And you can make it at home with this recipe from Stateside, the exciting new Vietnamese restaurant on Capitol Hill.
BEFORE CHEF Eric Johnson teamed up with Seth Hammond to open Stateside, their exciting new Vietnamese restaurant on Capitol Hill, they went on a tasting expedition to Vietnam.
“Before we went, we geeked out on the Internet and made a list,” Johnson says.
They spent one whole day in Vietnam with a guide tracking down 10 bahn mi places, only to find the best one, which became the model for Stateside’s sandwich, just three doors from their hotel.
Also on their list was Cha Ca La Vong. In existence for more than 100 years, the tiny Hanoi restaurant is famous for a single eponymous dish: fried white fish marinated in turmeric and served over rice noodles with plenty of herbs, in particular dill. Johnson and Hammond discovered not one Cha Ca La Vong, but two. A copycat restaurant on Cha Ca La Vong Street even uses the same street number as the original. Unwittingly, they ate at the impostor and weren’t impressed, but returned for the real deal, which inspired the spectacular version at Stateside made with black cod. We’ve adapted Johnson’s recipe, so you can make your own copycat version at home.
Most Read Stories
- Wet, blustery and cool weather to continue in Puget Sound region
- The best time to get a COVID booster shot: What the science tells us
- This tribe helped the Pilgrims survive for their first Thanksgiving. They still regret it 400 years later
- World races to contain new COVID threat, the omicron variant
- EXPLAINER: What is this new COVID variant in South Africa?
Cha Ca La Vong (adapted from Stateside)
Chef Eric Johnson uses black cod but says local ling cod works well, and catfish is a fairly good approximation of the snake head fish used in Hanoi (considered an invasive species here).
¼ cup plain (not Greek) yogurt
2 tablespoons turmeric powder
1 tablespoon kosher salt
1 tablespoon fresh galangal (or ginger), minced
1½ pounds black cod, ling cod or catfish, cut into 12 2-ounce pieces
1 pound (thin) rice vermicelli, cooked according to package directions and cooled to room temperature
2 bunches scallions, green part only, cut into 1½ inch pieces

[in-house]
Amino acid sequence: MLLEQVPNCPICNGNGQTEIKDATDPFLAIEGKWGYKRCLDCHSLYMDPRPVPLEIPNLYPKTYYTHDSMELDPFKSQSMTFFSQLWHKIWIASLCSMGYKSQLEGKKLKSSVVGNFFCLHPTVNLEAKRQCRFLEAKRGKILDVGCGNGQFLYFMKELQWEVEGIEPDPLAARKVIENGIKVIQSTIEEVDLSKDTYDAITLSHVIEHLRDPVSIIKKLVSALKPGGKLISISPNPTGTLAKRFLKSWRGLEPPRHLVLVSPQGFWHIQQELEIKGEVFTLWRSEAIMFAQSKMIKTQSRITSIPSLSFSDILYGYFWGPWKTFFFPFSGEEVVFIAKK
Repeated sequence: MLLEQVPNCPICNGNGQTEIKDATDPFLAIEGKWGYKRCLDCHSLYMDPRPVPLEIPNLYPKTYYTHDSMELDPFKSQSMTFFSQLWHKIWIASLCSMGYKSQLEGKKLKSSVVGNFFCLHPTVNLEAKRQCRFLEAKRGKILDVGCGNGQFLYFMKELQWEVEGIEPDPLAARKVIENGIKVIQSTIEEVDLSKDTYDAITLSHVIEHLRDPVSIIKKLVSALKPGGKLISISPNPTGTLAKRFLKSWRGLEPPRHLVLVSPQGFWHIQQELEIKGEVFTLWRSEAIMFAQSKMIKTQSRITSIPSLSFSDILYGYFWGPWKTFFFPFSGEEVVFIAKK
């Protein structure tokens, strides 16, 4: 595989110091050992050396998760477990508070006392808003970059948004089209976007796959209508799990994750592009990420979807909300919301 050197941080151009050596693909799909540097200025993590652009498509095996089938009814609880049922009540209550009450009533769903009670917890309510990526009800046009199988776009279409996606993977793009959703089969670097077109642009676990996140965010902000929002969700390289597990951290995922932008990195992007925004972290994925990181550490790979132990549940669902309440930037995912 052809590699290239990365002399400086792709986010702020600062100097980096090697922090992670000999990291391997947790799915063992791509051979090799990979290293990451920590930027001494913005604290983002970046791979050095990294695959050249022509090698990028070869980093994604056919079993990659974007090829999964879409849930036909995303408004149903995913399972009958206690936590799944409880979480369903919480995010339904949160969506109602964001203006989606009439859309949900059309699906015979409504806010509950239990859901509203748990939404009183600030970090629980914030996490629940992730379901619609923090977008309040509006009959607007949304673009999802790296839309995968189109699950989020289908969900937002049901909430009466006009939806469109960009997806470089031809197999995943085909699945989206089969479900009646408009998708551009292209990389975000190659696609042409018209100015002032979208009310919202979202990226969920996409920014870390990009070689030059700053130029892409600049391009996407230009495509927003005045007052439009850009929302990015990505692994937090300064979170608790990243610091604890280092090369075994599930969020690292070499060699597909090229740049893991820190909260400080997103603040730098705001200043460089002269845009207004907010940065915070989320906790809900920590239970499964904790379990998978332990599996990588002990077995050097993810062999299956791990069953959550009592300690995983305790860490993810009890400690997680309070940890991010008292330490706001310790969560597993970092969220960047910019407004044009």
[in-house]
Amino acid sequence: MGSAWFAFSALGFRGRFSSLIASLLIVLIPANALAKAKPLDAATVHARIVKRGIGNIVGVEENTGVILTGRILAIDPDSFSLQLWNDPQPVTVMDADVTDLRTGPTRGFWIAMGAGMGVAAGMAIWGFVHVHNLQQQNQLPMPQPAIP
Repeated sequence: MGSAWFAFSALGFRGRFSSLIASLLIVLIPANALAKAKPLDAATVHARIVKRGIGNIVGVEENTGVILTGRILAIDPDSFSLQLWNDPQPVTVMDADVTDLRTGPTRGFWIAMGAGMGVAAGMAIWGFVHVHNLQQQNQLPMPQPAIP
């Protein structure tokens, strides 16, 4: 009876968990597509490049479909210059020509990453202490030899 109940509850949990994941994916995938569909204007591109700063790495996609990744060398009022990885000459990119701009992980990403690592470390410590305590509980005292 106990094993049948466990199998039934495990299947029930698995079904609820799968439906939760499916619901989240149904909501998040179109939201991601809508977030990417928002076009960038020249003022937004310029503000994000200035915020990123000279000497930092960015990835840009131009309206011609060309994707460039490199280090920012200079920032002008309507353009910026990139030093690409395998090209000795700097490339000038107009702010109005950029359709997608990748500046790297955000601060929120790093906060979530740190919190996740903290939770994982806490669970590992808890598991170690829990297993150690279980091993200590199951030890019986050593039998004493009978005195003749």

2 cups fresh dill sprigs, thick stems removed
½ cup fresh cilantro leaves
½ cup fresh mint leaves
½ cup unsalted peanuts, toasted and crushed
1½ tablespoons sugar
1 teaspoon fresh lime juice
1 tablespoon mam nem (fermented anchovy sauce); or substitute 1 teaspoon of anchovy paste or two anchovy fillets
3 tablespoons chopped fresh pineapple
2 tablespoons fresh pineapple juice
1 clove garlic
Nuoc Cham Sauce
¼ cup sugar
½ cup nuoc mam nhi (filtered fish sauce)
½ cup fresh lime juice
3 tablespoons fresh ginger, peeled and minced
1 tablespoon fresh Thai chilies (aka bird’s eye chilies, about 3 to 4 small chilies), minced
1. Make the marinade: Put yogurt, turmeric powder, salt and galangal or ginger in a food processor and blend until pureed.
2. Baste the fish on both sides with just enough marinade to coat. Cover and refrigerate for at least two hours.
3. Make the pineapple-anchovy sauce: Puree all ingredients in a blender and set aside. (May be made ahead and refrigerated.)
4. Make the Nuoc Cham sauce: Whisk sugar into liquids to dissolve. Add ginger and chilies. (May be made ahead and refrigerated.)
5. To serve: Toss the cooked, room-temperature vermicelli with just enough Nuoc Cham to moisten the noodles. Divide noodles among four bowls. Add about one tablespoon of canola oil to a large nonstick pan. Heat to medium-high. Sauté the fish on both sides until golden. Transfer three pieces to each bowl and arrange over the noodles.
6. In a separate pan, heat one tablespoon of canola oil. Wilt the scallion greens, then add the dill briefly until just wilted. Arrange on top of the fish. Scatter cilantro and mint leaves (torn in half if large) and peanuts over the top. Serve with Pineapple-Anchovy Sauce on the side so guests can dress to their liking.